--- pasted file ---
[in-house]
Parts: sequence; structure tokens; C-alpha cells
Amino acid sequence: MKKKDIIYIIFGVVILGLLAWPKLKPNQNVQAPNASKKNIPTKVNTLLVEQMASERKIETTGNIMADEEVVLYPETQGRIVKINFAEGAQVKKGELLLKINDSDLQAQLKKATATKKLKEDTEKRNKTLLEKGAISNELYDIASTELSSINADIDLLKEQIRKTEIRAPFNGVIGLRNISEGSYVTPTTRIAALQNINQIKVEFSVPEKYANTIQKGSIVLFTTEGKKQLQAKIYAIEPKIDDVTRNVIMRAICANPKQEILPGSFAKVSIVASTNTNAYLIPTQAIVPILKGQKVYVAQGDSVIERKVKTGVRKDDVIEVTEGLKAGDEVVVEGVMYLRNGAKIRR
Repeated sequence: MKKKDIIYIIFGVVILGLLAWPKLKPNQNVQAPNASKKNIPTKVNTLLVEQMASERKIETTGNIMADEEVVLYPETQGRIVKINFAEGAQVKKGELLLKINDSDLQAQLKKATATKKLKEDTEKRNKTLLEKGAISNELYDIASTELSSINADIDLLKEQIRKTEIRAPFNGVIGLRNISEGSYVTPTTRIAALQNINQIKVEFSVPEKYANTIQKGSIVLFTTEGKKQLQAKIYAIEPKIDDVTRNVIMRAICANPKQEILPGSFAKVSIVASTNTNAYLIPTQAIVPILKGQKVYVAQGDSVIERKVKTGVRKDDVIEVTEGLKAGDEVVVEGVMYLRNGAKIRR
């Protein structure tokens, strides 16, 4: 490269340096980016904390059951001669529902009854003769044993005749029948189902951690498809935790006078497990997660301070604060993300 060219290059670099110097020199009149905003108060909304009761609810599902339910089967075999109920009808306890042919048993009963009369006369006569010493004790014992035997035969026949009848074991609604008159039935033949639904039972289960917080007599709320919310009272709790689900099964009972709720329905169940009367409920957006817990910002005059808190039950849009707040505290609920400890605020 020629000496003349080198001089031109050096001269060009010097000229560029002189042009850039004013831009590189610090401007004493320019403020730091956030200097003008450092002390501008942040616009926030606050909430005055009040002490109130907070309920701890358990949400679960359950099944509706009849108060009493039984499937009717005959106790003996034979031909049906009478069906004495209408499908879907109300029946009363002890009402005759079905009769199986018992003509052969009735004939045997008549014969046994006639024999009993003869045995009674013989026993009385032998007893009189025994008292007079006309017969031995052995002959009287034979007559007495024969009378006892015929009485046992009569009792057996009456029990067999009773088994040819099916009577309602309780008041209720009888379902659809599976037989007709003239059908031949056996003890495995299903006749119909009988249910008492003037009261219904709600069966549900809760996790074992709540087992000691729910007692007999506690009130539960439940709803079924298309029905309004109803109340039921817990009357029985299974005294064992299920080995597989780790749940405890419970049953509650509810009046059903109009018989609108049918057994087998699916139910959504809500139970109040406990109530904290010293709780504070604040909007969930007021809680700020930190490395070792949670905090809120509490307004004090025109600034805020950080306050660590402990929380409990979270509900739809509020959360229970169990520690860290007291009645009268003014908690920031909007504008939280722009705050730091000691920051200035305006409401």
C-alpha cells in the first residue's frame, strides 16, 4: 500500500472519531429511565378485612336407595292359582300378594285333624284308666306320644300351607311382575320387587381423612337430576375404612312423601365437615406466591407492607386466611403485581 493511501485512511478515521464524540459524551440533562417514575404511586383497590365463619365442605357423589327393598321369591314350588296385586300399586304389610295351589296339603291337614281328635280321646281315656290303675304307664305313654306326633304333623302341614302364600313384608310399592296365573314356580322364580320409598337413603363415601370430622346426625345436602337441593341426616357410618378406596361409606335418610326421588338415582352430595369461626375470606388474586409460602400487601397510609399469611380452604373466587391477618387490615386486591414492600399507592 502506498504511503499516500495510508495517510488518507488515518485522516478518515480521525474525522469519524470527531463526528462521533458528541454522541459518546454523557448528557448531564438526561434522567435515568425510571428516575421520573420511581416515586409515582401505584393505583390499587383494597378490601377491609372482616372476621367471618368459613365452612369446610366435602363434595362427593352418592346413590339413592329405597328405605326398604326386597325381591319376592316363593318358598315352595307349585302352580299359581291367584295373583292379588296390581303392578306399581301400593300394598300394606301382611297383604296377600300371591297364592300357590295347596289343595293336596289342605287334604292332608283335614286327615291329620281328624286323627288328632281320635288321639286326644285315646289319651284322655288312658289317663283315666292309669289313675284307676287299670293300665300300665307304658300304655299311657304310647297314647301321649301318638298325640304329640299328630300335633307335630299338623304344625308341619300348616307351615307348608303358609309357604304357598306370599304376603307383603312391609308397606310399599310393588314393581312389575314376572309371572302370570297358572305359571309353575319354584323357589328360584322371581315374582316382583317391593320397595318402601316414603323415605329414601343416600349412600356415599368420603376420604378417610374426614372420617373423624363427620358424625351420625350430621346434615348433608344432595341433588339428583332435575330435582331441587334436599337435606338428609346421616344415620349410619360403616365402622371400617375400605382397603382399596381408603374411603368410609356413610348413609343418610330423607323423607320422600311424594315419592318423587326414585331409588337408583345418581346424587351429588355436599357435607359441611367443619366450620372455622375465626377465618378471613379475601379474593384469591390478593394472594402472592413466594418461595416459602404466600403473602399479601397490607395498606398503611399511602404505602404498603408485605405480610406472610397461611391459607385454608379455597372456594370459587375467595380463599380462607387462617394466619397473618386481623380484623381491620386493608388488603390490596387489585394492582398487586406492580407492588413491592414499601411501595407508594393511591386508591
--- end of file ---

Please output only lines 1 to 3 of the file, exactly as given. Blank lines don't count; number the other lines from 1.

[in-house]
Parts: sequence; structure tokens; C-alpha cells
Amino acid sequence: MKKKDIIYIIFGVVILGLLAWPKLKPNQNVQAPNASKKNIPTKVNTLLVEQMASERKIETTGNIMADEEVVLYPETQGRIVKINFAEGAQVKKGELLLKINDSDLQAQLKKATATKKLKEDTEKRNKTLLEKGAISNELYDIASTELSSINADIDLLKEQIRKTEIRAPFNGVIGLRNISEGSYVTPTTRIAALQNINQIKVEFSVPEKYANTIQKGSIVLFTTEGKKQLQAKIYAIEPKIDDVTRNVIMRAICANPKQEILPGSFAKVSIVASTNTNAYLIPTQAIVPILKGQKVYVAQGDSVIERKVKTGVRKDDVIEVTEGLKAGDEVVVEGVMYLRNGAKIRR